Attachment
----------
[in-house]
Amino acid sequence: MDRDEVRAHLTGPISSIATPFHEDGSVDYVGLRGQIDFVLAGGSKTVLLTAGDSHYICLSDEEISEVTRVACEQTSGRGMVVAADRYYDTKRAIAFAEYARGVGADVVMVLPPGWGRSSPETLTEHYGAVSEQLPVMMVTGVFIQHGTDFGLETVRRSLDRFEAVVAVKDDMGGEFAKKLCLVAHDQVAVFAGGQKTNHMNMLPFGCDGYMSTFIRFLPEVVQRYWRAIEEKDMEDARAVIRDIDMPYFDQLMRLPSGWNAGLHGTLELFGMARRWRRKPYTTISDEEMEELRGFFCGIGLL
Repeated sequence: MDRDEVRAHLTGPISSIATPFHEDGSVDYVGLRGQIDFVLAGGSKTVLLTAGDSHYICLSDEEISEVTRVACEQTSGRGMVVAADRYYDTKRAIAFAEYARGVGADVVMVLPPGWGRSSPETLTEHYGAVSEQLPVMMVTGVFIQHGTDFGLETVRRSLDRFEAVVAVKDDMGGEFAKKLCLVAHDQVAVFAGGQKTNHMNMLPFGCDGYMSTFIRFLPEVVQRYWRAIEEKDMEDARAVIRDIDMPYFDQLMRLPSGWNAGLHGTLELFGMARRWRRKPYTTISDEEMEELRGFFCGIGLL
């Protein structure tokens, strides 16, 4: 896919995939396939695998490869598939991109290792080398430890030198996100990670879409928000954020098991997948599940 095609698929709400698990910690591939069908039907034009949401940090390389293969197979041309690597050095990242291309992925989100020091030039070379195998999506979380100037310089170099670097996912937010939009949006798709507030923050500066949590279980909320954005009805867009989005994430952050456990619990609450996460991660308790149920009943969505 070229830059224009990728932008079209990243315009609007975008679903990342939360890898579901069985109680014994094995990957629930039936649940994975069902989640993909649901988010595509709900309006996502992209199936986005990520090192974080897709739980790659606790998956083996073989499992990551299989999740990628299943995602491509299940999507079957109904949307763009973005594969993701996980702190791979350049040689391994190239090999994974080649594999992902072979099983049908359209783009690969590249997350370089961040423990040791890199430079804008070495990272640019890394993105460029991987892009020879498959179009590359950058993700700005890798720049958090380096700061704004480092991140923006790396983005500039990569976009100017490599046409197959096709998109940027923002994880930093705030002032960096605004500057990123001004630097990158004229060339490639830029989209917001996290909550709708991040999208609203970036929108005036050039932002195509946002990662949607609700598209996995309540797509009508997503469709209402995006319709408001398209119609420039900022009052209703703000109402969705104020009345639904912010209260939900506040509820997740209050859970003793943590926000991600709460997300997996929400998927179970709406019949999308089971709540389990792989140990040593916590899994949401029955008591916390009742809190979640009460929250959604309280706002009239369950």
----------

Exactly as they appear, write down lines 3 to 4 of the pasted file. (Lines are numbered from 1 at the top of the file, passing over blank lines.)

Repeated sequence: MDRDEVRAHLTGPISSIATPFHEDGSVDYVGLRGQIDFVLAGGSKTVLLTAGDSHYICLSDEEISEVTRVACEQTSGRGMVVAADRYYDTKRAIAFAEYARGVGADVVMVLPPGWGRSSPETLTEHYGAVSEQLPVMMVTGVFIQHGTDFGLETVRRSLDRFEAVVAVKDDMGGEFAKKLCLVAHDQVAVFAGGQKTNHMNMLPFGCDGYMSTFIRFLPEVVQRYWRAIEEKDMEDARAVIRDIDMPYFDQLMRLPSGWNAGLHGTLELFGMARRWRRKPYTTISDEEMEELRGFFCGIGLL
């Protein structure tokens, strides 16, 4: 896919995939396939695998490869598939991109290792080398430890030198996100990670879409928000954020098991997948599940 095609698929709400698990910690591939069908039907034009949401940090390389293969197979041309690597050095990242291309992925989100020091030039070379195998999506979380100037310089170099670097996912937010939009949006798709507030923050500066949590279980909320954005009805867009989005994430952050456990619990609450996460991660308790149920009943969505 070229830059224009990728932008079209990243315009609007975008679903990342939360890898579901069985109680014994094995990957629930039936649940994975069902989640993909649901988010595509709900309006996502992209199936986005990520090192974080897709739980790659606790998956083996073989499992990551299989999740990628299943995602491509299940999507079957109904949307763009973005594969993701996980702190791979350049040689391994190239090999994974080649594999992902072979099983049908359209783009690969590249997350370089961040423990040791890199430079804008070495990272640019890394993105460029991987892009020879498959179009590359950058993700700005890798720049958090380096700061704004480092991140923006790396983005500039990569976009100017490599046409197959096709998109940027923002994880930093705030002032960096605004500057990123001004630097990158004229060339490639830029989209917001996290909550709708991040999208609203970036929108005036050039932002195509946002990662949607609700598209996995309540797509009508997503469709209402995006319709408001398209119609420039900022009052209703703000109402969705104020009345639904912010209260939900506040509820997740209050859970003793943590926000991600709460997300997996929400998927179970709406019949999308089971709540389990792989140990040593916590899994949401029955008591916390009742809190979640009460929250959604309280706002009239369950």